Skills

You'll develop:
•a critical awareness of social and political issues and processes
•originality in engagement with the discipline of political science
•communication and presentation skills

Find out more about employability at Goldsmiths http://www.gold.ac.uk/skills-careers/

Funding

Please visit http://www.gold.ac.uk/pg/fees-funding/ for details.

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The MA in Creative and Cultural Entrepreneurship should be attractive if you either wish to develop a business arising from an existing creative practice or to understand how to create the infrastructure and environment for new creative businesses- http://www.gold.ac.uk/pg/ma-creative-cultural-entrepreneurship/. Read more
The MA in Creative and Cultural Entrepreneurship should be attractive if you either wish to develop a business arising from an existing creative practice or to understand how to create the infrastructure and environment for new creative businesses- http://www.gold.ac.uk/pg/ma-creative-cultural-entrepreneurship/

This programme offers a number of pathways:

Computing
Design
Fashion
Media & Communications
Music
Theatre & Performance
Leadership
It's an ideal Masters if you want to develop a business in one of these fields, or in new areas of the creative industries.

The Masters is taught in partnership by a number of departments within Goldsmiths and with key individuals and organisations in the creative and cultural industries sector.

Our collective approach is to integrate entrepreneurship within the development of creative practices and to take a ‘creative’ approach to the development of new businesses and the infrastructure that supports them.

This programme is designed to allow you to continue to innovate, but also to provide the requisite business/entrepreneurial skills and attributes to commercialise your creative and cultural practices and/or knowledge.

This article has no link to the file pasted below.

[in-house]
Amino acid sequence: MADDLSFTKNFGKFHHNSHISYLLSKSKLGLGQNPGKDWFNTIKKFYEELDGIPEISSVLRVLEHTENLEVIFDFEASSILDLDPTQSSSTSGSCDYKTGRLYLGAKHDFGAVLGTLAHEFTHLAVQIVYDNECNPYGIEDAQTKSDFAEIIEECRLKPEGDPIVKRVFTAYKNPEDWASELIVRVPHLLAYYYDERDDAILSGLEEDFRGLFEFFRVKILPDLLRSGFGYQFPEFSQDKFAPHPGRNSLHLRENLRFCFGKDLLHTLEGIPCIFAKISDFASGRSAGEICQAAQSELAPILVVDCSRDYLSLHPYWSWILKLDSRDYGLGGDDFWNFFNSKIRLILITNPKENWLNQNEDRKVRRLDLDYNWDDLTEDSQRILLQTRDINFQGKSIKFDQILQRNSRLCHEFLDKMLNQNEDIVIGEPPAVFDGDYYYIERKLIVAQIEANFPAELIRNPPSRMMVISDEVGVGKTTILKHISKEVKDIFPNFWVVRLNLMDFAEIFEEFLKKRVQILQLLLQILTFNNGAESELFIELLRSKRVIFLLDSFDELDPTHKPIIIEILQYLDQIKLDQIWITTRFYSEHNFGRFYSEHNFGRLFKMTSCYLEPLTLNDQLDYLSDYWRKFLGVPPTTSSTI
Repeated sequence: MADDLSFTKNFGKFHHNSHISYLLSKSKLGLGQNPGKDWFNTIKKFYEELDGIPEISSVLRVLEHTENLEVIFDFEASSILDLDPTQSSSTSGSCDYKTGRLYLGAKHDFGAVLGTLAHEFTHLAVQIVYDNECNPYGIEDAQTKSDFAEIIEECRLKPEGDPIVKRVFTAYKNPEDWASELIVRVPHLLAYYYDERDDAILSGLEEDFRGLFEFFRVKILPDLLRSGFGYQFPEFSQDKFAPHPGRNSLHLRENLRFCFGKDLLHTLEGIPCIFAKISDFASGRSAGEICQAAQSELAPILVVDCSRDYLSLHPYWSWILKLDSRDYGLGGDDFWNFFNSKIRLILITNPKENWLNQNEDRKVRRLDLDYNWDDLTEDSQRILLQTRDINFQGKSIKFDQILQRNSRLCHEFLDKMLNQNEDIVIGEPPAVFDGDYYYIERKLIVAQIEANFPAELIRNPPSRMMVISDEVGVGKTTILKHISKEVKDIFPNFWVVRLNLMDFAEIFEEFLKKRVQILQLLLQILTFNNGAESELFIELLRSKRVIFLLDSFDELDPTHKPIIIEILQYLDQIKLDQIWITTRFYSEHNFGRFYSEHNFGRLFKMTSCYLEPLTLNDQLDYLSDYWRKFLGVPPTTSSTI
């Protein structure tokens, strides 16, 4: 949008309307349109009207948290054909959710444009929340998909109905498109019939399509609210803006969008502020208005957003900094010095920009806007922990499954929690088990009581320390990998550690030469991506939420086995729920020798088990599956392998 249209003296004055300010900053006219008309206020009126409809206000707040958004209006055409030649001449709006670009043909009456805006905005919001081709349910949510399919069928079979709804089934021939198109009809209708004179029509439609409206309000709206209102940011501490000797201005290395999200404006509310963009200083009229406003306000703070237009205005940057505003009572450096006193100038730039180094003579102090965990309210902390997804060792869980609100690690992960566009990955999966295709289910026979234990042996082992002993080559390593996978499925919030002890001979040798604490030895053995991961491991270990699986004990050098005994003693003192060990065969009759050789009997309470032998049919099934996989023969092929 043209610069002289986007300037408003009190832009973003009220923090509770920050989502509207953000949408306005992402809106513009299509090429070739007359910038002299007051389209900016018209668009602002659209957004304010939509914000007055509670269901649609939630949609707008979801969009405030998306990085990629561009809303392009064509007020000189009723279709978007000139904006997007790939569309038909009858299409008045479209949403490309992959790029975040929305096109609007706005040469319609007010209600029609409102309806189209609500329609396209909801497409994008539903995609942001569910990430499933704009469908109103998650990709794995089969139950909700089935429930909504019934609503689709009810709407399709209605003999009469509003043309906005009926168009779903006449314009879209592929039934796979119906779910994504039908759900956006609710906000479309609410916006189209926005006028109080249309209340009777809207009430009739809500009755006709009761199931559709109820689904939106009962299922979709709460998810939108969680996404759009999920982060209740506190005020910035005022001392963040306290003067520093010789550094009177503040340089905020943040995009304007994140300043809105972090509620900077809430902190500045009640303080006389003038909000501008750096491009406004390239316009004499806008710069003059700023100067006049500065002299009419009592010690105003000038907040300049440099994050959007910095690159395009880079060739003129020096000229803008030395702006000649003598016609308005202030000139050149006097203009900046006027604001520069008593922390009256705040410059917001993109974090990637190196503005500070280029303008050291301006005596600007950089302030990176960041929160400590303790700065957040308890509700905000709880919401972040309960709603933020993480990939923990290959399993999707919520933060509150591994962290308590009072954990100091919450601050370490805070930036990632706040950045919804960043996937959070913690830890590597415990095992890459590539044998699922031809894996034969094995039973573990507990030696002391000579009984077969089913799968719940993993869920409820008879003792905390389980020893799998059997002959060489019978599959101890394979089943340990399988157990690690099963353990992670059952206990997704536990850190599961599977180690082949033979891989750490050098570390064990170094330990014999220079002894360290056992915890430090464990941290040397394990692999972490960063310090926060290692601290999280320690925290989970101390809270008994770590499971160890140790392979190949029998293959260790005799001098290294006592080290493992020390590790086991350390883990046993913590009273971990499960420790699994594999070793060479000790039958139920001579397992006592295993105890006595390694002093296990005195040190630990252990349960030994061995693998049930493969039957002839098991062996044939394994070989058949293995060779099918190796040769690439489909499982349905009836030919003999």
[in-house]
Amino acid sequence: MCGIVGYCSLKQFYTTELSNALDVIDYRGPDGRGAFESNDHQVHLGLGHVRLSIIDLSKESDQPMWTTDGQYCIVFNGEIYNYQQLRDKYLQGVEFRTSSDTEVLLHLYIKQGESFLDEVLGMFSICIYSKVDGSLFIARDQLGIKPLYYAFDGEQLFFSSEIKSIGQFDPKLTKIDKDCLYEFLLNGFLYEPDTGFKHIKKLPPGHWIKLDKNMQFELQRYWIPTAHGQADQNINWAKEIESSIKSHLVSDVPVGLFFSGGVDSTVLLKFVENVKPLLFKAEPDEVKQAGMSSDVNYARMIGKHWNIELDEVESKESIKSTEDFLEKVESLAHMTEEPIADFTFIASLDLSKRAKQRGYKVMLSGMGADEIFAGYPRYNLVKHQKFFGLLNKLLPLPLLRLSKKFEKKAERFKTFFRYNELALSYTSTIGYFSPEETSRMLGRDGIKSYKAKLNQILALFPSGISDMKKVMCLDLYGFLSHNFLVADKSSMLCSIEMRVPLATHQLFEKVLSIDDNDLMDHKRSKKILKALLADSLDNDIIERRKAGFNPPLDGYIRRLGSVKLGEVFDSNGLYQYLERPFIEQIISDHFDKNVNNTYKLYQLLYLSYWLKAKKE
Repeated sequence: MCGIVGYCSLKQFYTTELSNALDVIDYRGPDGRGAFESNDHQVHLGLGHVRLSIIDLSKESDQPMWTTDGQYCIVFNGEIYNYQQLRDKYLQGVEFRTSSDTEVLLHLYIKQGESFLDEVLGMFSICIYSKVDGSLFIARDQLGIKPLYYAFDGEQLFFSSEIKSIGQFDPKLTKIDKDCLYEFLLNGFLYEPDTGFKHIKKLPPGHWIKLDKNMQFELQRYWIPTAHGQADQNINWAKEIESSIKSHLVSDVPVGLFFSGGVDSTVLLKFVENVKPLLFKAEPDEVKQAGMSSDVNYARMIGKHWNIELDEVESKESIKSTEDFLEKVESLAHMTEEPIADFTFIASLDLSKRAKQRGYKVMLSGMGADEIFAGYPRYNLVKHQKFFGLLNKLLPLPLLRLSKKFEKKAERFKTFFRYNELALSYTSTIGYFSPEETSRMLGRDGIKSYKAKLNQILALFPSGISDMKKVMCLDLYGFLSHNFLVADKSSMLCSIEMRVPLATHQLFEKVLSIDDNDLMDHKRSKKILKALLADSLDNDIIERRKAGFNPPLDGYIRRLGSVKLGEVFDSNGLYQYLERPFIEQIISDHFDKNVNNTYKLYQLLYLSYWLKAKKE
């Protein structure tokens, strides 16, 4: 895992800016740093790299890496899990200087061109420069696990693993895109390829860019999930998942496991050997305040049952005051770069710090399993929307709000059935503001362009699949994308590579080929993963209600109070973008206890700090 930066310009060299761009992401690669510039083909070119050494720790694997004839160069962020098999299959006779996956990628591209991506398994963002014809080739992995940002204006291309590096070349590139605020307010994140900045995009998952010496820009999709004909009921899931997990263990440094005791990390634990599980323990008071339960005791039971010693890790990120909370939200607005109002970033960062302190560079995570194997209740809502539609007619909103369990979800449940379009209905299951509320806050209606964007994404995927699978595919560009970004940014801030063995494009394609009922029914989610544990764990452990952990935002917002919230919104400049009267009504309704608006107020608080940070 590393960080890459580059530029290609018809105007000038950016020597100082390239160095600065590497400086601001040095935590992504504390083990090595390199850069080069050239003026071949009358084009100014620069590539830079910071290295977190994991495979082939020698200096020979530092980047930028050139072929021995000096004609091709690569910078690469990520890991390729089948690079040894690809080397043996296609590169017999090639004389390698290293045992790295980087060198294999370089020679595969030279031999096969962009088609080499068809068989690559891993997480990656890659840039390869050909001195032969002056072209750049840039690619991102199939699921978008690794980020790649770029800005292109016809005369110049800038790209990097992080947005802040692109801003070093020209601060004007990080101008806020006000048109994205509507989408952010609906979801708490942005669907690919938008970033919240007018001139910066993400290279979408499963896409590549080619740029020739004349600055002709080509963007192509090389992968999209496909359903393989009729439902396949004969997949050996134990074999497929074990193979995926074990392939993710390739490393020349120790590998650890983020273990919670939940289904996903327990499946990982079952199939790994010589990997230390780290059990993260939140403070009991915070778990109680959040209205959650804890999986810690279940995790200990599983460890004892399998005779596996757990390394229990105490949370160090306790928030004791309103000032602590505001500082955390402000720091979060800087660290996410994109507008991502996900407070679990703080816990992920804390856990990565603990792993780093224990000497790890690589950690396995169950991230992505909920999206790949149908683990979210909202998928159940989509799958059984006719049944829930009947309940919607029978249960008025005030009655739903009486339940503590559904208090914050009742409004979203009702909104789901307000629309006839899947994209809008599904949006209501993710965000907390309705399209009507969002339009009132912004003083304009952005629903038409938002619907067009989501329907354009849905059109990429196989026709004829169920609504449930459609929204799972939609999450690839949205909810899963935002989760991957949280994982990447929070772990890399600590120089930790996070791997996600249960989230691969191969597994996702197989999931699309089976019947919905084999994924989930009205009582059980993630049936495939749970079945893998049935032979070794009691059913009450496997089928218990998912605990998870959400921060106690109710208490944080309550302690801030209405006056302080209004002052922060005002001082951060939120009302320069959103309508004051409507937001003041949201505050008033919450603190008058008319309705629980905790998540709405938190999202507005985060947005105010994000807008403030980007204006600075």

You’ll be able to build on a historical and theoretical understanding of cultural and creative industries and the development of a cultural economy to create your own creative initiatives, which might be research-based, policy-based, practice-based, or a combination of any or all of these.

This programme has an exit route at Postgraduate Diploma level.

Contact the department

If you have specific questions about the degree, contact ICCE Administrator.

Modules & Structure

The programme contains four taught modules and a further dissertation/portfolio component.

You'll have a range of choices throughout the degree enabling you to design a pathway that is most relevant to your academic, business and career ambitions.

All students take modules I and III, and you can choose between options offered for your chosen pathway for modules II and IV.

Attendance is mandatory for all taught sections of the programme. To encourage collaborative learning we try to teach all students together wherever possible, irrespective of their particular pathway.

Module I: Theories of Capital- 30 credits
Module II: Creative Practice- 30 credits
Module III: Entrepreneurial Modelling- 30 credits

Skills

You can expect to develop an independence and integrity in developing creative ideas. You will be able to apply entrepreneurial approaches to creative projects and demonstrate an understanding of different business models to establish a creative enterprise. You will also develop team-working and leadership skills, and effective business and communication skills.

Careers

The programme will enable those who have previously studied an area of creative study/practice, such as music, media, theatre and performance, design, or computer games, to start a career developing a business arising from an existing or new creative practice.

This may relate directly to a 'product' or 'process' arising from you own practice or to a form of 'expertise', 'consultancy' or 'knowledge'. The programme will also equip those who wish to work within organisations that develop the infrastructure and environment for new creative businesses with the capacity to flourish in a variety of contexts.

Funding

Please visit http://www.gold.ac.uk/pg/fees-funding/ for details.

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This programme allows you to develop the business/entrepreneurial skills and attributes to commercialise on your creative and cultural practices and/or knowledge- http://www.gold.ac.uk/pg/ma-creative-cultural-entrepreneurship-comp/. Read more